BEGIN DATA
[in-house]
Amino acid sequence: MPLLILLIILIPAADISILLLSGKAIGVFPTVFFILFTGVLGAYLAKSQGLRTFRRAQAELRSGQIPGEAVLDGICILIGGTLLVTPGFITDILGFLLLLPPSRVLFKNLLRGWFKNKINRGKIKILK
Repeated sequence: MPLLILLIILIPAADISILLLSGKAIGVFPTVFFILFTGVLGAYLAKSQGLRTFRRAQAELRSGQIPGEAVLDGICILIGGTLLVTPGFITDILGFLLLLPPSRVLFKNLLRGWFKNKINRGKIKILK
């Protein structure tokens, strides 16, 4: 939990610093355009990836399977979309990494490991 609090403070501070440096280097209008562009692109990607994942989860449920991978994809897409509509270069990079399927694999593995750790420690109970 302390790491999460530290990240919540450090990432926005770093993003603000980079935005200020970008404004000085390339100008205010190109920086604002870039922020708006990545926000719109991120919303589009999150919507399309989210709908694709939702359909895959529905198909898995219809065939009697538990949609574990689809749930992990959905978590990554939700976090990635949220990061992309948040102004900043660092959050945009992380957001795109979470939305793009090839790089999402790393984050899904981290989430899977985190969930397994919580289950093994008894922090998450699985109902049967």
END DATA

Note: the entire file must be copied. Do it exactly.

[in-house]
Amino acid sequence: MPLLILLIILIPAADISILLLSGKAIGVFPTVFFILFTGVLGAYLAKSQGLRTFRRAQAELRSGQIPGEAVLDGICILIGGTLLVTPGFITDILGFLLLLPPSRVLFKNLLRGWFKNKINRGKIKILK
Repeated sequence: MPLLILLIILIPAADISILLLSGKAIGVFPTVFFILFTGVLGAYLAKSQGLRTFRRAQAELRSGQIPGEAVLDGICILIGGTLLVTPGFITDILGFLLLLPPSRVLFKNLLRGWFKNKINRGKIKILK
């Protein structure tokens, strides 16, 4: 939990610093355009990836399977979309990494490991 609090403070501070440096280097209008562009692109990607994942989860449920991978994809897409509509270069990079399927694999593995750790420690109970 302390790491999460530290990240919540450090990432926005770093993003603000980079935005200020970008404004000085390339100008205010190109920086604002870039922020708006990545926000719109991120919303589009999150919507399309989210709908694709939702359909895959529905198909898995219809065939009697538990949609574990689809749930992990959905978590990554939700976090990635949220990061992309948040102004900043660092959050945009992380957001795109979470939305793009090839790089999402790393984050899904981290989430899977985190969930397994919580289950093994008894922090998450699985109902049967």